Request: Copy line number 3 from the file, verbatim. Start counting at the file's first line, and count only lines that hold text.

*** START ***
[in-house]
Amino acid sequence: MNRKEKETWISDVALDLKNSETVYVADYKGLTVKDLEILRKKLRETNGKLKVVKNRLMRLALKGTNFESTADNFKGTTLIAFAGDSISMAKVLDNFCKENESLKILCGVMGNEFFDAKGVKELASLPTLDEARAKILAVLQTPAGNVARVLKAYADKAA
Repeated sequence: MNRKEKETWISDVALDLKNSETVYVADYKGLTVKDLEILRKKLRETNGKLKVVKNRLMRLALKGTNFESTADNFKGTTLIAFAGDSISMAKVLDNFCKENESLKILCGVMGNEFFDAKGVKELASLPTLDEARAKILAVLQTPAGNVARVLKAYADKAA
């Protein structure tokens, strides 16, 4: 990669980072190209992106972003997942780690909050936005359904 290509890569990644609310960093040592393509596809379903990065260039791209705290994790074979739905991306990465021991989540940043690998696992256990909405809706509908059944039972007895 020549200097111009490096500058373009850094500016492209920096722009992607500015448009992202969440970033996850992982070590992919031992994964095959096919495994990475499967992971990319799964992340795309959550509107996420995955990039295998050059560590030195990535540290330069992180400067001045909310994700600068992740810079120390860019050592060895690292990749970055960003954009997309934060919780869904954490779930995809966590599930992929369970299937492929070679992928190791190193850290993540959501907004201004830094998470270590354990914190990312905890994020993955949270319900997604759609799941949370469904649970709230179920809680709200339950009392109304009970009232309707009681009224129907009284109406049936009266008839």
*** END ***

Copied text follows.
Repeated sequence: MNRKEKETWISDVALDLKNSETVYVADYKGLTVKDLEILRKKLRETNGKLKVVKNRLMRLALKGTNFESTADNFKGTTLIAFAGDSISMAKVLDNFCKENESLKILCGVMGNEFFDAKGVKELASLPTLDEARAKILAVLQTPAGNVARVLKAYADKAA